THE BLOG

Tough Times? Art Is Always the Answer

17/06/2015 17:39 BST | Updated 17/06/2016 10:59 BST

'The world is too much with us. Late and soon,

Getting and spending, we lay waste our powers.

Little we see in Nature that is ours.

We have given our hearts away ...'

William Wordsworth wrote that 200 years ago.

His poem is a great wail of grief for a way of life that the poet believed was in danger, a life sensitive to, joined to and in tune with the ebbs and flows, the cycles and continuities of nature.

'This Sea that bares her bosom to the moon,

The winds that will be howling at all hours,

And are up-gathered now like sleeping flowers,

For this, for everything, we are out of tune -

It moves us not.'

Why? Because the process of industrialisation, which had begun in the cotton factories in the north of this island, was in full swing.

Driven into poverty by the enclosure of their land ('enclosure' being officialise for theft), tens of thousands who had lived by agriculture had no alternative but to enter the vast, dark sheds that were thrown up in the fields and to become factory workers.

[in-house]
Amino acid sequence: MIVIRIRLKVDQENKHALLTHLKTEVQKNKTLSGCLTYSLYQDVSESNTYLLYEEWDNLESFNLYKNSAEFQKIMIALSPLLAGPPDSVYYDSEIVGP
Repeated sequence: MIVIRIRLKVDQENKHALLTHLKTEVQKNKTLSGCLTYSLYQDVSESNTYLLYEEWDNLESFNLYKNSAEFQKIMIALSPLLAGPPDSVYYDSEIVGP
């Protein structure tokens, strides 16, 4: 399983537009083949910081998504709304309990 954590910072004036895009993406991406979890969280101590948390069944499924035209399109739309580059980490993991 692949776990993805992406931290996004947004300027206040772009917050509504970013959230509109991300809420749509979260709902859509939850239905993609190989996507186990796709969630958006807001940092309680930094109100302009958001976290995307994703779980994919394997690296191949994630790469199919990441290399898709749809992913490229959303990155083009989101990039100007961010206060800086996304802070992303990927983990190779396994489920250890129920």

In the course of a no doubt strenuous working day, farm workers accomplished many different tasks requiring many varied skills. Now they became semi-automatons, repeating a single action, day in day out, mere threads in the unbreakable web of creation and destruction known as capitalism - that same enduring system, powered by the 'getting and spending' of which Wordsworth speaks, as a consequence of which, so Wordsworth says, our powers are wasted.

Well, what a great deal of 'getting and spending' has gone on since then.

In the course of the 19th century, many groups of people tried to break free and set up communities - isolated from the web - in which they could relate to each other in more complex, more intimate, deeper, more imaginative ways.

Karl Marx had some ideas on this subject. But the philosopher of early anti-capitalism who these wonderful Weston Jerwood Creative Bursaries brought to my mind is John Ruskin.

Ruskin, like Wordsworth, saw the world's greatest wonder, human beings, losing so much of what was best in them: that each human being is unlike any other that ever has been or ever will be; the wondrously linked skills of brain and hand and eye that enable us to express through art, through craft all that is deepest, most meaningful, never to be repeated, if never spoken or written or painted never to be known.